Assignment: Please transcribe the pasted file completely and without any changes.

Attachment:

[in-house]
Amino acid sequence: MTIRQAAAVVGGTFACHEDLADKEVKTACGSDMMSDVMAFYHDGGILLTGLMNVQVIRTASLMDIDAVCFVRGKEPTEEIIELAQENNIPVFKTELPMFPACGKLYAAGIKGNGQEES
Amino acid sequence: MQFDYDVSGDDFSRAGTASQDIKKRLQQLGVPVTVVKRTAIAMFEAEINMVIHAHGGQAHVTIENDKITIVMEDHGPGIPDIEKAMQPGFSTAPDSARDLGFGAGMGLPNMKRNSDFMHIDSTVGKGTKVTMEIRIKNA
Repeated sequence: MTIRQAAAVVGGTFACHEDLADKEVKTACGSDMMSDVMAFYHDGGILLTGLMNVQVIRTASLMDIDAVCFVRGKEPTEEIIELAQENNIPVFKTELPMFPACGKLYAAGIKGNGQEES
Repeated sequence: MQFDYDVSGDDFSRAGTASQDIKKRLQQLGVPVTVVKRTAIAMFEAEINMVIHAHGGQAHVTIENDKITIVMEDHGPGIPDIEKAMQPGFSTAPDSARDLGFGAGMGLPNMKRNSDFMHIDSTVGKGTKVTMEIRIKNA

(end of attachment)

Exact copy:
[in-house]
Amino acid sequence: MTIRQAAAVVGGTFACHEDLADKEVKTACGSDMMSDVMAFYHDGGILLTGLMNVQVIRTASLMDIDAVCFVRGKEPTEEIIELAQENNIPVFKTELPMFPACGKLYAAGIKGNGQEES
Amino acid sequence: MQFDYDVSGDDFSRAGTASQDIKKRLQQLGVPVTVVKRTAIAMFEAEINMVIHAHGGQAHVTIENDKITIVMEDHGPGIPDIEKAMQPGFSTAPDSARDLGFGAGMGLPNMKRNSDFMHIDSTVGKGTKVTMEIRIKNA
Repeated sequence: MTIRQAAAVVGGTFACHEDLADKEVKTACGSDMMSDVMAFYHDGGILLTGLMNVQVIRTASLMDIDAVCFVRGKEPTEEIIELAQENNIPVFKTELPMFPACGKLYAAGIKGNGQEES
Repeated sequence: MQFDYDVSGDDFSRAGTASQDIKKRLQQLGVPVTVVKRTAIAMFEAEINMVIHAHGGQAHVTIENDKITIVMEDHGPGIPDIEKAMQPGFSTAPDSARDLGFGAGMGLPNMKRNSDFMHIDSTVGKGTKVTMEIRIKNA